The History of My Hand-drawn Map at the Museum of London

Hand-drawn London Exhibition, Museum of London

To my utter disbelief I am currently in an exhibition at the Museum of London. No, I’m not a time traveller or old enough to feature in stories of the Blitz or even the Brixton Riots, I’m not even an artist, but somehow my hand-drawn map is in the most recent temporary exhibition at the Museum of London, ‘Hand-drawn London‘.

Me & my map in the exhibition

The exhibition is a collaboration with the Londonist website, and features ten hand-drawn maps hand-picked to represent different Londoners views and perceptions of the city they live in. There is a lovely depiction of Brixton as a tree, a very humorous insight into the world of an over-seas student whose world focuses on the Bloomsbury area with unmapped territory surrounding, and an intriguing look at London’s firsts mapping events and inventions that were premiered in London. You can find a preview with images of all the maps on the Independent website here.

My map is ultimately very simple (seemed the best idea due to my artistic constraints), and is probably one of the few without much annotation. With my interest in local history and my love of North Kensington I used the hand-drawn map project as an excuse to research the long gone Kensington Hippodrome, a Victorian racecourse that stretched from Holland Road to modern-day St Quintin’s Avenue.

When I first created the map I wrote a blog on the maps that influenced my final creation can be found here, but I’d thought I’d take this opportunity to share a bit more history of the Kensington Hippodrome.

A Notting Hill racecourse was the brainchild of local entrepreneur called John Whyte. Situated on 200 acres of the Ladbroke lands, leased from James Weller, the Kensington Hippodrome boasted a larger capacity and closer proximity to London than the other famous racecourses, Epsom and Ascot. It opened on 3 June 1837 to much praise and acclaim from the sporting and national press, and it was soon considered to be a very fashionable place to be and be seen.

"The last grand steeplechase at the Hippodrome racecourse, Kensington" oil on Canvas, by Henry Jnr Alken, Wikigallery

However, there had been an oversight in Whyte’s plans and it turned out that his racecourse intercepted an ‘ancient public way’. Though apparently situated in a sleepy and leafy area, the Hippodrome had actually been built next to one of the worst slums in London’s suburbs, the Potteries, possibly represented by the chimney in the background of this painting. And this public way, or footpath, had become popular with the inhabitants of the Potteries and the nearby area as they attempted to avoid Pottery Lane, affectionately nicknamed ‘Cut Throat Lane’, to give you an idea of the undesirables that resided there.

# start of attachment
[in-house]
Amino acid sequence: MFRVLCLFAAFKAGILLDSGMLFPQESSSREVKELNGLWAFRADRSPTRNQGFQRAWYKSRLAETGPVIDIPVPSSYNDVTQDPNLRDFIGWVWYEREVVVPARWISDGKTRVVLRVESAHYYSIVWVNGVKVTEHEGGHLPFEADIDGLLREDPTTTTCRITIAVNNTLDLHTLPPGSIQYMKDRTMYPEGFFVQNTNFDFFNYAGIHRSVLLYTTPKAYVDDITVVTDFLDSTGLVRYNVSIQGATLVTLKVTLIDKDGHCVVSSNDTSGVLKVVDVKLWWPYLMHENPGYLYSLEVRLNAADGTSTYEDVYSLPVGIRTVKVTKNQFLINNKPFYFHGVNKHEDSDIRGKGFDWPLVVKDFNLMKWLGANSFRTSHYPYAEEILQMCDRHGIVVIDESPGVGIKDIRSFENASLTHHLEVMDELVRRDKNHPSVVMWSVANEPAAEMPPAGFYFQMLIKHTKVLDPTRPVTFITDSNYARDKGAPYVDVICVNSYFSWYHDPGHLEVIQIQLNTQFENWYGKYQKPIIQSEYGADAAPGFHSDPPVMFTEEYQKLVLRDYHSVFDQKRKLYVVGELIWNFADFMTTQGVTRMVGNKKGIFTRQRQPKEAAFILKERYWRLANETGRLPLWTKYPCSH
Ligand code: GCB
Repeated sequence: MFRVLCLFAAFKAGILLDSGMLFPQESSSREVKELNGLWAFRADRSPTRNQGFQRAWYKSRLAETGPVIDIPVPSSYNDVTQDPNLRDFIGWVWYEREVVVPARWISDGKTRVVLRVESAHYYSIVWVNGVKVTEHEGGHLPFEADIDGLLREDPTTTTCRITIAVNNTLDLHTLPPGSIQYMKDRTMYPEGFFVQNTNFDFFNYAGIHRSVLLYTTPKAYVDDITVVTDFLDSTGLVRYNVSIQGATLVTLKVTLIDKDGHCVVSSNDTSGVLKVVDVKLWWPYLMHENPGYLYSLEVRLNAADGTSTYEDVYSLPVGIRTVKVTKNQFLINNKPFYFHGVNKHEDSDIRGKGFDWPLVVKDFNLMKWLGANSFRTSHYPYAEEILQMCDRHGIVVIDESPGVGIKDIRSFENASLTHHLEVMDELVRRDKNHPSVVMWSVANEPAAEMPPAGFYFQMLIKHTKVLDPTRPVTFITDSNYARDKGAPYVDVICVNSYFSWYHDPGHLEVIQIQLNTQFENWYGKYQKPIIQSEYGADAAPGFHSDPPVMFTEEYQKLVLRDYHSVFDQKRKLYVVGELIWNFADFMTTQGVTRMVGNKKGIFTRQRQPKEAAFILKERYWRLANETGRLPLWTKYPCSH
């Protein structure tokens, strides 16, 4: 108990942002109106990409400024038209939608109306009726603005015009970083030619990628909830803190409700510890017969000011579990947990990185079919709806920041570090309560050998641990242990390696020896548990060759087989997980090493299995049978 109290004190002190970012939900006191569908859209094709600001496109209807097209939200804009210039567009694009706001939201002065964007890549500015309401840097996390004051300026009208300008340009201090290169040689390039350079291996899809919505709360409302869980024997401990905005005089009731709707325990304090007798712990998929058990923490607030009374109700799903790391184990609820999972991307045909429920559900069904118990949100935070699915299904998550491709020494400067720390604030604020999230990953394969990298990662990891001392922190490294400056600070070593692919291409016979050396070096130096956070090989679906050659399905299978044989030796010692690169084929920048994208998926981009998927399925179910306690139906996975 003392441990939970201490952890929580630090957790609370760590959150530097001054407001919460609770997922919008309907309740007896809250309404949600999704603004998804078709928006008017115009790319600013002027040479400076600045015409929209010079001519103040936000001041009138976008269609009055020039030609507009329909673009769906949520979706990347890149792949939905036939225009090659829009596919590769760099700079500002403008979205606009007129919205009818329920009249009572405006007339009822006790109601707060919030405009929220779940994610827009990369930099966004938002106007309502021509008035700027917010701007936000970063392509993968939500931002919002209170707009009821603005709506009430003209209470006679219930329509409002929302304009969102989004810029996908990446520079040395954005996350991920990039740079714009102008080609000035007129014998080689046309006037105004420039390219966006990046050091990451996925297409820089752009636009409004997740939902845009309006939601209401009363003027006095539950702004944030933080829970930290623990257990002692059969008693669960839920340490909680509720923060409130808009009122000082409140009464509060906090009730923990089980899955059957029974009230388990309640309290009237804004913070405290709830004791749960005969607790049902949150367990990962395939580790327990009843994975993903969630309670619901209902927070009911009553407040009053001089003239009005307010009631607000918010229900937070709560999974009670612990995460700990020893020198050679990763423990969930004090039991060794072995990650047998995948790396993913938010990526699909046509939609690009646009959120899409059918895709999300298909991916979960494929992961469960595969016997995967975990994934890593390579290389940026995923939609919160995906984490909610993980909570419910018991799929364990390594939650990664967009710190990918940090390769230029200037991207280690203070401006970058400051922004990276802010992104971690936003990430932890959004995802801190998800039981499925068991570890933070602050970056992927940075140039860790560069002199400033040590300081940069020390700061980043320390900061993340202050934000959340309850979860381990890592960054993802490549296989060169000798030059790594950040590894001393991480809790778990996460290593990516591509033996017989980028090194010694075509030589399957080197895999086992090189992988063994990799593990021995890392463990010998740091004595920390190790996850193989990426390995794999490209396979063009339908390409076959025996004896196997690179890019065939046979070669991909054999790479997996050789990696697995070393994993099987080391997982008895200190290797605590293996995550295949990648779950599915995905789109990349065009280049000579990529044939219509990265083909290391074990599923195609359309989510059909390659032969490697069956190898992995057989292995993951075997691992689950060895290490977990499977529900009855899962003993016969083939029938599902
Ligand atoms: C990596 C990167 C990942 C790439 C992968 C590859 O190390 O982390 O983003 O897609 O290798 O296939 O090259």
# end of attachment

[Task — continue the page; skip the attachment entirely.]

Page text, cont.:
Whyte tried to block this footpath, but the locals were having none of it, and continued to protest, campaign and also dismantle any obstruction there. For the press this became a matter of class warfare, and to them it seemed acceptable that people should have a few hours enjoyment at the races without seeing the dregs of society, who kept breaking into the Hippodrome for free through the footpath.

This wasn’t the end of Whyte’s problems, and though the Hippodrome had become fashionable (visited by the Grand Duke of Russia and other foreign dignitaries) and extended in 1841; the jockeys weren’t keen on the clay soil and began to shun the racecourse. Eventually Whyte admitted defeat and gave up the lease in 1842. With this Weller turned to the builders and the Ladbroke Estate was subsequently built over the racecourse. This wasn’t the end of racecourses altogether in the area and there was a course also called the Kensington Hippodrome built as part of Portobello Pleasure Gardens, featuring a track around the axis of Talbot Road. Also in the early 1850s there was a third Kensington Hippodrome, this time an equestrian extravaganza amphitheatre on the site of De Vere Gardens.

Hippodrome Place, W11

Today the ghost of the Kensington Hippodrome still lingers in the area. There is of course street names, Hippodrome Place at Clarendon Cross, between Portland Road and Pottery Lane, and also Hippodrome Mews, former stables. There are also several pubs in the area that date back to the 1840s and probably have origins in Hippodrome business; the Prince Albert in Notting Hill Gate at the entrance to the racecourse, and the North Pole on North Pole Road at the other end of the racecourse. Parts of the Ladbroke Estate were also built along features of the racecourse, most notably that the Notting Hill grassy knoll, that became the ‘natural grandstand’ is now where St John’s Church is situated, accessible by a gate which is now the main entrance to Ladbroke Square Gardens.



Museum Of London’s ‘London Street Photography’ Exhibition: An Introduction

A magazine seller at Ludgate Circus, 1893. Paul Martin

Yesterday I went to one of the ‘Meet the Expert‘ events at the Museum of London, held on the last Wednesday every month. The event normally consists of a curator, or other resident expert, talking about an area of their research or recent discovery. It’s held in the theatre on the 1st lower level of the museum – something I didn’t realise and was late for the start!